Arminian Today

A Jesus-Centered Arminian Blog

Prevenient Grace Vs. Irresistible Grace

Both Arminianism and Calvinism believe that sinners are saved by the grace of God.  Both attribute our salvation to the sovereign work of the Holy Spirit.  We agree that the sinner is passive in salvation and that the Lord is the One who saves (Jonah 2:9).  We further agree that the Holy Spirit works through the preaching of the gospel to draw sinners to salvation (John 6:44; Acts 16:14-15; 1 Corinthians 2:14).  Humans cannot earn their salvation (Ephesians 2:8-9) nor are we capable, because of sin, to even seek God apart from His drawing power (Romans 3:10-18, 23).

So then what is the key difference between the Arminian teaching of prevenient grace versus the Calvinist teaching of irresistible grace?  Both believe that it is God who must open the sinners eyes to His gospel for them to be saved (2 Corinthians 4:3-5).  Both affirm that the sinner is incapable of saving themselves and that is the grace of God that must intervene for them to be saved.

The Calvinist teaching of irresistible grace teaches that those for whom Jesus died will be saved (unconditional election) and that the elect of God are drawn by His love and His grace to salvation that Jesus accomplished for them.  Once God draws the elect sinner to Himself, the sinner will be drawn by the inward call of the Spirit (effectual calling).  While most Calvinists insist that all need to hear the gospel (Mark 16:15), all true Calvinists hold that the elect will hear the special inward call of grace to salvation.  The non-elect do not respond to the gospel in a saving way though some may believe for a while but prove their lack of election by not remaining in the Church (2 Peter 1:10-11).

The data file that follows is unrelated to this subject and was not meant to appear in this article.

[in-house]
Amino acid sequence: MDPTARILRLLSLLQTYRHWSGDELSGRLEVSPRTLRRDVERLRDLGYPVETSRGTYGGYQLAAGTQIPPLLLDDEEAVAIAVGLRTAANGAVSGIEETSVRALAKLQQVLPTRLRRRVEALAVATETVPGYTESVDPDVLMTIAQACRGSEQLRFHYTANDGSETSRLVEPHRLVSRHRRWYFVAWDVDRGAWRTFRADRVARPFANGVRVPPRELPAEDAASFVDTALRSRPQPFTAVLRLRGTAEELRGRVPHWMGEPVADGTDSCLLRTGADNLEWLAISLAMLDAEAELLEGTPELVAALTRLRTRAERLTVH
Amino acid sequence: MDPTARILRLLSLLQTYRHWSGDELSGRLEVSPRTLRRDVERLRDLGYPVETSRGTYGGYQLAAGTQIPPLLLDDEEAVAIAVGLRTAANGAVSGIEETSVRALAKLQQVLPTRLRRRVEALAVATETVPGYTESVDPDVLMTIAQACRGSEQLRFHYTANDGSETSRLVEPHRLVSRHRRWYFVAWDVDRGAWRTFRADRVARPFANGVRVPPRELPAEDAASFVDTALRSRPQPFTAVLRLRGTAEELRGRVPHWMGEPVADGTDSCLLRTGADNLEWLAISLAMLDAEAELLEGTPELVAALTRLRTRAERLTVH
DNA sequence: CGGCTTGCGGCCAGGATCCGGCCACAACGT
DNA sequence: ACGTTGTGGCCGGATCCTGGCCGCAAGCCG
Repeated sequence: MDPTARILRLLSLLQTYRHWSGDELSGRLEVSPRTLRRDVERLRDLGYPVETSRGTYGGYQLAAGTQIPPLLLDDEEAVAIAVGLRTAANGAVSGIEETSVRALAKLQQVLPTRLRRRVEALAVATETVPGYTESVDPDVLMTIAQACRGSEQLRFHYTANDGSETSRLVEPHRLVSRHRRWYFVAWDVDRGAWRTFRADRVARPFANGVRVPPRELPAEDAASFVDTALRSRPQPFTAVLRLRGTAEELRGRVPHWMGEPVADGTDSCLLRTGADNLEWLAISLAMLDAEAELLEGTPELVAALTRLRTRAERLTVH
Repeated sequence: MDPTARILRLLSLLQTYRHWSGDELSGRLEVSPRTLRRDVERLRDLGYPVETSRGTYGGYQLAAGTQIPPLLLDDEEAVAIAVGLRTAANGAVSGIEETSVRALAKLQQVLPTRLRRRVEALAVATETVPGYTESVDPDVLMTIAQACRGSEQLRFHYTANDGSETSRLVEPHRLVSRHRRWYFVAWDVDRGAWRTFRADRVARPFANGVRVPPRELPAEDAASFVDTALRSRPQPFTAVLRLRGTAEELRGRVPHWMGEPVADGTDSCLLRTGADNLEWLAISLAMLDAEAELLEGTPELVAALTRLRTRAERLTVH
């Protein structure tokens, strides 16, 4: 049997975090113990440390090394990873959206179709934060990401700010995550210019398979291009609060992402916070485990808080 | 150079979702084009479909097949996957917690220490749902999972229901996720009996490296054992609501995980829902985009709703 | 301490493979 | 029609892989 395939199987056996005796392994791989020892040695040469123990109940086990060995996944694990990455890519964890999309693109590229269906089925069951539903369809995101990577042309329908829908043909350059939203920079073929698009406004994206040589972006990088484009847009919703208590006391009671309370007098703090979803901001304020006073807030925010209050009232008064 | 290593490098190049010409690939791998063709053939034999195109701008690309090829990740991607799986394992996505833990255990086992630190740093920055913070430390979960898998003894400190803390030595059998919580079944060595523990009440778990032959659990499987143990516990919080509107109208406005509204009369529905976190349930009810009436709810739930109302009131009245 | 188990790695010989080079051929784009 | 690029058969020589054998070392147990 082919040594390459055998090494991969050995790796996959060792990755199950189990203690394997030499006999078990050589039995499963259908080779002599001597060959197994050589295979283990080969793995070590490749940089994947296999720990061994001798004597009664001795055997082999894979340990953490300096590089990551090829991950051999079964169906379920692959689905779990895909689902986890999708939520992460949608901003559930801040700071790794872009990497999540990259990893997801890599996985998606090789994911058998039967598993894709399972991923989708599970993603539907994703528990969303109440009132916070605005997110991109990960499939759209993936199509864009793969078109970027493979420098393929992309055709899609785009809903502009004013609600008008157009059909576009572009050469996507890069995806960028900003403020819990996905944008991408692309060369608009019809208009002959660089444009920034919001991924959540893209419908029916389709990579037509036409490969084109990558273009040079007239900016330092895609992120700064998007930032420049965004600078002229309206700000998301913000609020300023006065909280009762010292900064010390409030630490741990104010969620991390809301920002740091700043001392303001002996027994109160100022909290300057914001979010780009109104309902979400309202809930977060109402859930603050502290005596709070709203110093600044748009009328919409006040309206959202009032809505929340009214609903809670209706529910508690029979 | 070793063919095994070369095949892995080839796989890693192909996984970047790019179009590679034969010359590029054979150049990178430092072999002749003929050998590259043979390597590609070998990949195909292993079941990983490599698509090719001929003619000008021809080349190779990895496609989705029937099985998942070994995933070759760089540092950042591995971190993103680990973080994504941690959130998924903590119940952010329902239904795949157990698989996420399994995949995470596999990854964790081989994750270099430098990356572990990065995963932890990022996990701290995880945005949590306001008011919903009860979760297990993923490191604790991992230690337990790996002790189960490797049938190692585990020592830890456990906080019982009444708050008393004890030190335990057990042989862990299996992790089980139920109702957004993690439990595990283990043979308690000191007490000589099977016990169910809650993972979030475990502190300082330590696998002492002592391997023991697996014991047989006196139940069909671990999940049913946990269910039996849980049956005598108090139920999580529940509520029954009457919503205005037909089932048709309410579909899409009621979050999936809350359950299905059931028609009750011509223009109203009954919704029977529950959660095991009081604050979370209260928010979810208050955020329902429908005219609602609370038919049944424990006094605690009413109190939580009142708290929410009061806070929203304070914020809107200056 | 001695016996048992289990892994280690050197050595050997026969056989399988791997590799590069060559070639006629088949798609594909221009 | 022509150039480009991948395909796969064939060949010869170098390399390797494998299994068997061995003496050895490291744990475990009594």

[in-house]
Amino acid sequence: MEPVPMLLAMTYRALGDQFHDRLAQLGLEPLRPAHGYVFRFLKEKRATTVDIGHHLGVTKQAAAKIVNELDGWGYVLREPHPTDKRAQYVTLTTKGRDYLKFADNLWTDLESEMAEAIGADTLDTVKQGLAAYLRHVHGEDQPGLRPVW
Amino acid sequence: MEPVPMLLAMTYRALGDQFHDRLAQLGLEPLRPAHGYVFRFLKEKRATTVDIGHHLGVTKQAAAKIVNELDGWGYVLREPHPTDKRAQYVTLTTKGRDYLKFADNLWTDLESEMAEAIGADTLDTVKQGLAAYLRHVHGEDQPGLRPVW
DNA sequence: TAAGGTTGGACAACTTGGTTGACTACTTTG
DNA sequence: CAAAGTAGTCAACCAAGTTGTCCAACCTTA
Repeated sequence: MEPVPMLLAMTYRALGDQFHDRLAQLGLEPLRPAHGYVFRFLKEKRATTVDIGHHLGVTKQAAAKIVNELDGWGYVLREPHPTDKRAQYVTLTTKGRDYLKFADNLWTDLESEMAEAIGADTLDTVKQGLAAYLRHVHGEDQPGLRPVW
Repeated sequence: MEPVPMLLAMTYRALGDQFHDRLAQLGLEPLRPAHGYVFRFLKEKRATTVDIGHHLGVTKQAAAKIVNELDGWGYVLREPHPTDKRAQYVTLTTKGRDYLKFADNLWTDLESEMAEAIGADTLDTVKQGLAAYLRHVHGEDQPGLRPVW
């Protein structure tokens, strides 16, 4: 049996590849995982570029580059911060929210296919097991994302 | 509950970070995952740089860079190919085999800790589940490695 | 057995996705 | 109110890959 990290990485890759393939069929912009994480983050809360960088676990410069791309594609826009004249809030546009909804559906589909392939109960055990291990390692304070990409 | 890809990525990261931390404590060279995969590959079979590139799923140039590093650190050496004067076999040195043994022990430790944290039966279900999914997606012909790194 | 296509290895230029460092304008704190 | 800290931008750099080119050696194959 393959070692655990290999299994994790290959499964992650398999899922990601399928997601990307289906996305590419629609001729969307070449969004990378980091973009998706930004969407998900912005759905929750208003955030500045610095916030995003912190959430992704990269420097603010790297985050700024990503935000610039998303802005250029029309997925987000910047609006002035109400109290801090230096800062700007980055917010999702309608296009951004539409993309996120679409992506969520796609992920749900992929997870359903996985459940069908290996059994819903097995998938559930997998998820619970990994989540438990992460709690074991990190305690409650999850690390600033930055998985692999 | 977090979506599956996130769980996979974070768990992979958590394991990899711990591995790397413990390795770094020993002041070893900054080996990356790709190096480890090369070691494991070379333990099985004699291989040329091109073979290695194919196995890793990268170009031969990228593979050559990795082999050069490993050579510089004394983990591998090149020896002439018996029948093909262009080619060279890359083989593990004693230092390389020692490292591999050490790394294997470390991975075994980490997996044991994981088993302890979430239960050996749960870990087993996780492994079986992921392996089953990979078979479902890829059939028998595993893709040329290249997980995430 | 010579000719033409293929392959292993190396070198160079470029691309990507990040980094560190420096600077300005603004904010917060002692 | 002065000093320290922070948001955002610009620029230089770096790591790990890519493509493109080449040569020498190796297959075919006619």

The Arminian viewpoint is that God sent His Son to die for the sins of the whole world (John 1:29; 3:16; 1 Timothy 2:6; 1 John 2:2) but only those who appropriate His blood are the saved or the elect of God (1 Timothy 4:10).  There is some truth to the fact that God loves all people (John 3:16) and He desires for them to repent (Ezekiel 18:32; 2 Peter 3:9).  The gospel, as with the Calvinist above, is to go forth into all nations (Matthew 28:19; Luke 24:47).  Those who believe the gospel are saved (Romans 10:9-17).  The election of people then is based on conditions that in this case are set by God Himself.  As Jesus said in John 6:47, “Truly, truly, I say to you, he who believes has eternal life.”  Whoever believes can be saved.

What then does the Arminian do with the utter sinfulness of humanity?  The answer is prevenient grace.  By the way, Calvinists will often say that the term does not appear in the Bible.  I would agree but would argue that many of our theological terms in Christianity are not found in the Bible.  Consider even the Calvinist acronym TULIP.  None of it appears in the Bible though the Calvinist would say that it is based on biblical concepts and the overall teachings of Scripture.  Likewise the Arminian sees the teaching of prevenient grace in the Bible.  In fact, the Arminian will appeal to the same passages that the Calvinist would for irresistible grace such as John 6:44 or Acts 16:14-15.  The difference would be in the nature of God’s covenant regarding salvation: is it conditional or unconditional?  I believe that salvation is conditional based upon faith and repentance in the Lord Jesus.  Those who believe and are truly saved by grace do so because of the work of the Spirit.  Jesus said about the ministry of the Spirit in John 16:8-11 that He would convict the world and not merely the elect only.  Jesus could have used the word “elect” here and the Arminian would have to submit to Scripture but He does not and He merely says that the Holy Spirit’s work will be to convict the world.